Are the wrong borrowers refinancing through HARP?by Tim Manni
Not surprisingly, one of our more-popular posts on this blog is a piece titled “HARP receives one year extension — what’s the point?” Despite originally being published on March 02, 2010, the post still receives comments — the latest coming at the end of last week.
One reader originally wrote to us back in November asking why their family qualified for a HARP refi. “We are not the people in the situation HARP was designed to address,” wrote our reader in November. But in this turbulent market, our reader said it best, “This is an offer we cannot refuse.”
Here was the first (11/09/10) comment we received from this reader (emphasis added):
Help me to understand why Chase, my existing mortgage lender, fed exed me an offer to refinance with a HARP 15 yr. fixed 4.125% loan with NO CLOSING COSTS. We are not the people in the situation HARP was designed to address. Our outstanding loan balance is less than 25% of the value of the home which has continued to slowly appreciate. We should have no problem refinancing and had lots of offers when we tested the waters a few months ago.
But this is an offer we cannot refuse — reducing our interest rate a full percentage point with absolutely no fees / even no application fees. It saddens me that Chase is turning their back on people in need and catering to families like us who are not suffering from this housing crisis.
Well, this has just happened and we have yet to close but anticipate no problems. Only possible glitch is a line of credit on our home we never used which got sold off to another bank and which we need to close. They refuse to accept an agreement to subordinate (the value of the home is at least double both together).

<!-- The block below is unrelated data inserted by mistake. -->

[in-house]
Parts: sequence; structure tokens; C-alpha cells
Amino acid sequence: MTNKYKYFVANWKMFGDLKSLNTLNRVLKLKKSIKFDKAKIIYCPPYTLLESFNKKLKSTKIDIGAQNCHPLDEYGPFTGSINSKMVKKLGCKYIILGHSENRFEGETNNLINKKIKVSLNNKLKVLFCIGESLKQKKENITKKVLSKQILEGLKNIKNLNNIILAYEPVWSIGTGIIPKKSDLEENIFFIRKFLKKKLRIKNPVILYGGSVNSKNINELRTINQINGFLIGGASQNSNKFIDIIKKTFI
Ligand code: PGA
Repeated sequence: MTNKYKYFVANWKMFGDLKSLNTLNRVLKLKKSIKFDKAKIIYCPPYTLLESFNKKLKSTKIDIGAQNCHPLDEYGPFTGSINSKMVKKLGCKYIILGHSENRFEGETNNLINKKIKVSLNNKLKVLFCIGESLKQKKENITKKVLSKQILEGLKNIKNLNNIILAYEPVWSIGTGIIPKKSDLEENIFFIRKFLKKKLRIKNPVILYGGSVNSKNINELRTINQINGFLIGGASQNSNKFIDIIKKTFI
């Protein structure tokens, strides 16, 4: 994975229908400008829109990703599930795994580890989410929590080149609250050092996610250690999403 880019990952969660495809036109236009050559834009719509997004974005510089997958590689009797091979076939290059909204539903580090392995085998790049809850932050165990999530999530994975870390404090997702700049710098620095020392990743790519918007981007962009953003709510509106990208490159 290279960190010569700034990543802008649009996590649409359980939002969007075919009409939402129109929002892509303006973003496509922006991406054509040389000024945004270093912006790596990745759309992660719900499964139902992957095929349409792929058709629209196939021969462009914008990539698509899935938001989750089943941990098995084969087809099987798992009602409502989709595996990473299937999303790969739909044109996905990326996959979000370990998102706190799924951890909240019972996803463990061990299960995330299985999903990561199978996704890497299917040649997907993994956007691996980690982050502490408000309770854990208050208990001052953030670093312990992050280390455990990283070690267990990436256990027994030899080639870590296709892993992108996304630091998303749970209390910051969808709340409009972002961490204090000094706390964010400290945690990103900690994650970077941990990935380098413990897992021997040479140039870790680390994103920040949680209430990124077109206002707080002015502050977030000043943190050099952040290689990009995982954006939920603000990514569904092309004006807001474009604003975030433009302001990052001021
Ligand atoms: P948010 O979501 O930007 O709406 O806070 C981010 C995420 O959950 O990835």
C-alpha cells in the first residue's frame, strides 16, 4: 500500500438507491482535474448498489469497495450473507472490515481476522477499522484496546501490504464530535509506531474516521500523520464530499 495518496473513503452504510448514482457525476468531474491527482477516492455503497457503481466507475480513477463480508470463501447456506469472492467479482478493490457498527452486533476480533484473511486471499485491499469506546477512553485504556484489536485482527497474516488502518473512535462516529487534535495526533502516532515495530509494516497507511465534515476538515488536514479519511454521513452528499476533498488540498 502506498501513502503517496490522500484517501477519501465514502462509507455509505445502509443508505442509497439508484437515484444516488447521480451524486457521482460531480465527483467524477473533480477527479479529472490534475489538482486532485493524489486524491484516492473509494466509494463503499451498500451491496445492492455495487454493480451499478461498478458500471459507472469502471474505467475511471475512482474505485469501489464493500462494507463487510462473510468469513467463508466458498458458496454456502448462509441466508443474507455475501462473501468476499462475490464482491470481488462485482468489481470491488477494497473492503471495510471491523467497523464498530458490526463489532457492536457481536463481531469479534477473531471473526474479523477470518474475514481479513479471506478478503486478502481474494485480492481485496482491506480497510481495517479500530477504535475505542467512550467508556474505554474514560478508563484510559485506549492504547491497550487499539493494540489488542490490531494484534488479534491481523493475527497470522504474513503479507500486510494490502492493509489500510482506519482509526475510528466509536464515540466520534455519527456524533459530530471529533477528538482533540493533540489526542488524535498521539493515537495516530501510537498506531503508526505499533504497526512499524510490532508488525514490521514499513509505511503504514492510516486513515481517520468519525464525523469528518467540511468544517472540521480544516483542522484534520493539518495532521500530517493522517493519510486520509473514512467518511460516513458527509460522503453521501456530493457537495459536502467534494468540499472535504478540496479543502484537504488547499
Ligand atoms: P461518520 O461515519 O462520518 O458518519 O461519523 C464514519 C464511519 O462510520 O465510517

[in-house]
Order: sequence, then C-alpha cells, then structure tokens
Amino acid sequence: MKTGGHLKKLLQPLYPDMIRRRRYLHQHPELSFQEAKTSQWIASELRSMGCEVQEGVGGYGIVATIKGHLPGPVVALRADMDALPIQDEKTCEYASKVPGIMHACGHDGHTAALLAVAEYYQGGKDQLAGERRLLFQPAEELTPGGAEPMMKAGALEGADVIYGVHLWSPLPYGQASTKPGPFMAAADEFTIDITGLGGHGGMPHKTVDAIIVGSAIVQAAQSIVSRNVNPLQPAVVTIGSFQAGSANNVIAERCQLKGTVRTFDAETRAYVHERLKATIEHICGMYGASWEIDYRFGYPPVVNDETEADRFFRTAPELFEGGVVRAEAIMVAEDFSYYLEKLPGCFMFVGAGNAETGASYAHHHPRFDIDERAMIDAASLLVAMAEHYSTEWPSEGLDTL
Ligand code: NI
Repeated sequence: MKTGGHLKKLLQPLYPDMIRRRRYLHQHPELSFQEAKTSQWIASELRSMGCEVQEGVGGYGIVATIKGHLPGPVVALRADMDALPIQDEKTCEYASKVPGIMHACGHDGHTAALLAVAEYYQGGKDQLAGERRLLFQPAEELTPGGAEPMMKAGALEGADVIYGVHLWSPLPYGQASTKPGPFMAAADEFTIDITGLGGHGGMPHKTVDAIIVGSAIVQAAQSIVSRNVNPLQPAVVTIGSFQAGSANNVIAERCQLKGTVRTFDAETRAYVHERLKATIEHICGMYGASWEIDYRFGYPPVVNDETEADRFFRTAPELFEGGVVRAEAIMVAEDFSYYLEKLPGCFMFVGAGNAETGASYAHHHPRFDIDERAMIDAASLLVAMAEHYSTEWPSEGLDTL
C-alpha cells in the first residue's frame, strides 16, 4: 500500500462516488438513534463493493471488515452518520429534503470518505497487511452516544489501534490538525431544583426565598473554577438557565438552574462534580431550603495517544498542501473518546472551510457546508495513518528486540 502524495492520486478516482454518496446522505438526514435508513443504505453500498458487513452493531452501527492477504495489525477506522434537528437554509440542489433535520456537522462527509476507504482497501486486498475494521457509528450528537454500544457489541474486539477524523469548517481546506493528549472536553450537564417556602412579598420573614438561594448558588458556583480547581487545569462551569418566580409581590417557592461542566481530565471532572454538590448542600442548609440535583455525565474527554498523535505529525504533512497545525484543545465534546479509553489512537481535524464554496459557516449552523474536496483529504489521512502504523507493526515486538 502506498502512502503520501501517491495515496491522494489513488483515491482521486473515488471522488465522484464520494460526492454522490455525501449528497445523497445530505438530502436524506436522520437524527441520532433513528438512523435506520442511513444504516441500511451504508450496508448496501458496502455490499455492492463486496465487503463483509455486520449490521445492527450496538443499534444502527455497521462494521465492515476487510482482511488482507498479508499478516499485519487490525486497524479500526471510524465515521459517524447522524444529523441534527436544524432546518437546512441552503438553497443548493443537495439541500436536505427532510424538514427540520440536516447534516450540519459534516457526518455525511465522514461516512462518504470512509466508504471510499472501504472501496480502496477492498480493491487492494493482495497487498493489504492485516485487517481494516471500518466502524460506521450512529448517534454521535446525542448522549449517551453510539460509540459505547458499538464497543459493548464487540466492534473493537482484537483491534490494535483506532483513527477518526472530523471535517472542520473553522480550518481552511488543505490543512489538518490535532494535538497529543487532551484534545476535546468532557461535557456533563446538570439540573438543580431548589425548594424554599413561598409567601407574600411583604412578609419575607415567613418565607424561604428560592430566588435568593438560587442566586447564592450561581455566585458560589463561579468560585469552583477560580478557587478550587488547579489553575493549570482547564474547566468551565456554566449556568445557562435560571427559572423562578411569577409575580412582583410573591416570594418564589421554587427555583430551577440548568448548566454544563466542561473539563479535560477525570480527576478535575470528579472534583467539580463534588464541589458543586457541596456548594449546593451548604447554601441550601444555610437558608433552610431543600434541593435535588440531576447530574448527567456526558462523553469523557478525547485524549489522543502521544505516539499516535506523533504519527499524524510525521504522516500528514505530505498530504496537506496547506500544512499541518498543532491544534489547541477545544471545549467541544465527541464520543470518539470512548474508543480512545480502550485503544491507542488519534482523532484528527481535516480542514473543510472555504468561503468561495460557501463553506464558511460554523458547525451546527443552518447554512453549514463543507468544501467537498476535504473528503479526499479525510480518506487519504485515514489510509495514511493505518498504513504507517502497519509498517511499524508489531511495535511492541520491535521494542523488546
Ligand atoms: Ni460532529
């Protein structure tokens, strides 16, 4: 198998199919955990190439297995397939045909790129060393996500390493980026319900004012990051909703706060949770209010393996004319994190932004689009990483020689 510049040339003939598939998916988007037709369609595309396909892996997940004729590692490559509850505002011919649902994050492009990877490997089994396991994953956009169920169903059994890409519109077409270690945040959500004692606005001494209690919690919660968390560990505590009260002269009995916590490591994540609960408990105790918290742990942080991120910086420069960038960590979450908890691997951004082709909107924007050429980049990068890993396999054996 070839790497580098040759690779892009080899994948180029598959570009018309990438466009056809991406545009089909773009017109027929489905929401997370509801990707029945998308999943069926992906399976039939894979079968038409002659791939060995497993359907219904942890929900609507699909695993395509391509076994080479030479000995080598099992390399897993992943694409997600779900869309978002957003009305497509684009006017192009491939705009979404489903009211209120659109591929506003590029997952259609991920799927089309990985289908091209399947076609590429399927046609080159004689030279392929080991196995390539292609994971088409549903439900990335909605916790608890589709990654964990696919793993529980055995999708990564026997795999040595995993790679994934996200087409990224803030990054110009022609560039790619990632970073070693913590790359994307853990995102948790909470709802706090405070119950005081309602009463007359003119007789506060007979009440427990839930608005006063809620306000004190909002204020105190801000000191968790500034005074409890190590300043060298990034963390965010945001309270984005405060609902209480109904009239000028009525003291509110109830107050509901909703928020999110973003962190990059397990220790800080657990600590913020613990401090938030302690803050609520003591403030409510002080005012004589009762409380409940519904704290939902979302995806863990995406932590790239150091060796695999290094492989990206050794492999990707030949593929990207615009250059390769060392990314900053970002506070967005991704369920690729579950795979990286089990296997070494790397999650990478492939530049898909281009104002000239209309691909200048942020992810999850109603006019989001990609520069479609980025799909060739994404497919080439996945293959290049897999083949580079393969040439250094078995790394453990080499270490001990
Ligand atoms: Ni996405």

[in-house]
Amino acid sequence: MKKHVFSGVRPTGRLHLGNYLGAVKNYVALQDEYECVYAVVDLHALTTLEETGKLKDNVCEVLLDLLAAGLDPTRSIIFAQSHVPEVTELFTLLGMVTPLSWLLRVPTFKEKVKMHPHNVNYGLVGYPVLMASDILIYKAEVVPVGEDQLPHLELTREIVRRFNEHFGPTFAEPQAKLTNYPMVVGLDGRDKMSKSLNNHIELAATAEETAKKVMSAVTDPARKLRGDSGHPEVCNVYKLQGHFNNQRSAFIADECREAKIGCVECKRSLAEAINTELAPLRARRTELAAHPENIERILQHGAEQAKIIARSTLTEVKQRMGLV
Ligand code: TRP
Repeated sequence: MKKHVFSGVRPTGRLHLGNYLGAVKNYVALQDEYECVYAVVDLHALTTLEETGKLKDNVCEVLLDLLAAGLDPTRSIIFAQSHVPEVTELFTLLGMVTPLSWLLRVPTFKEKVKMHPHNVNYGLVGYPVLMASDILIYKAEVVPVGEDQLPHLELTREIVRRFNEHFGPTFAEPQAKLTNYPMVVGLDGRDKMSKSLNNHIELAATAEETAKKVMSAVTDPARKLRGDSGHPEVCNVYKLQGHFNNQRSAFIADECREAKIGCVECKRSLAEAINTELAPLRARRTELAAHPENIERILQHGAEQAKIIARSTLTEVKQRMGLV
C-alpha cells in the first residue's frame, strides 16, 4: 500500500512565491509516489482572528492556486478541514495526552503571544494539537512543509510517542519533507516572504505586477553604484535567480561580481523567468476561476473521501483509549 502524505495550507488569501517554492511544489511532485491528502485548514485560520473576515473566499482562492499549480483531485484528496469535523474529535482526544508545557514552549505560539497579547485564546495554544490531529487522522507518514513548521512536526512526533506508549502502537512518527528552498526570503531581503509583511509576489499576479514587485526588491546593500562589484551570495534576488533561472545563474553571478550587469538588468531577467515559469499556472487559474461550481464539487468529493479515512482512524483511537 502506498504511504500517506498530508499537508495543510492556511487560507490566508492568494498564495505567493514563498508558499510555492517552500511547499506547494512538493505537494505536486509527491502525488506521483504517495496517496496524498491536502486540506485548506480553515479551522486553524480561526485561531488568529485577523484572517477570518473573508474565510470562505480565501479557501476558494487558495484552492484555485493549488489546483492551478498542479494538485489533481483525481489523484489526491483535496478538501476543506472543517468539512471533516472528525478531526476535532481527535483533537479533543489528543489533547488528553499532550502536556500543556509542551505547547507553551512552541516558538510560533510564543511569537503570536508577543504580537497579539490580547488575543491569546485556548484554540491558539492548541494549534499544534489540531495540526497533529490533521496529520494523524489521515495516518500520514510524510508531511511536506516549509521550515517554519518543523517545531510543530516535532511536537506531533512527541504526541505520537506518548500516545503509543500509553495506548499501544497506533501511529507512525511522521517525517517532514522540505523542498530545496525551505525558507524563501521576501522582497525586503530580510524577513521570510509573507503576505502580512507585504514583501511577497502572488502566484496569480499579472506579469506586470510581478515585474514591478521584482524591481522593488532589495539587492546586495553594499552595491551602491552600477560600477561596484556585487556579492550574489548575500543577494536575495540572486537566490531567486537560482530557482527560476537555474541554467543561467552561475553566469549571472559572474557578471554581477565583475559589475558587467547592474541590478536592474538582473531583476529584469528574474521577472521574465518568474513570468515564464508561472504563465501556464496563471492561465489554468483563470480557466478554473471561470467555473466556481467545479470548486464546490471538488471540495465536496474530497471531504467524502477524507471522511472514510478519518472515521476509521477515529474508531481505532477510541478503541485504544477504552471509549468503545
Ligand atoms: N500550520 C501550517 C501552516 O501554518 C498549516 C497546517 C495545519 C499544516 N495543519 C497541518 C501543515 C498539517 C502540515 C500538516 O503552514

Still, I think it’s profoundly unfair of Chase to promote refinancing to the very people who least need HARP assistance when so many others are hurting.
Just days ago, we received an update from this very same reader — their refinance (through HARP) went through without incidence. According to one source our reader talked to, this type of HARP refi seems to be happening a lot these days:
Well, just to report that our refinance flew through successfully. The notary said she has been doing loads of these for Chase’s “good customers” in the past month. She says they want to tie these homeowners down before they decide to refinance with other lenders. Not the intention of HARP I suspect.
At this juncture, I’m not exactly sure why lenders are refinancing non-underwater borrowers through HARP. Looking over some of the documentation that was released when HARP was first announced, I don’t see a concrete financial advantage for lenders to refinance current, “above water” borrowers through HARP.
Does anyone out there have a similar story about their lender refinancing them through HARP, even though they don’t seem to fit the profile of a HARP borrower?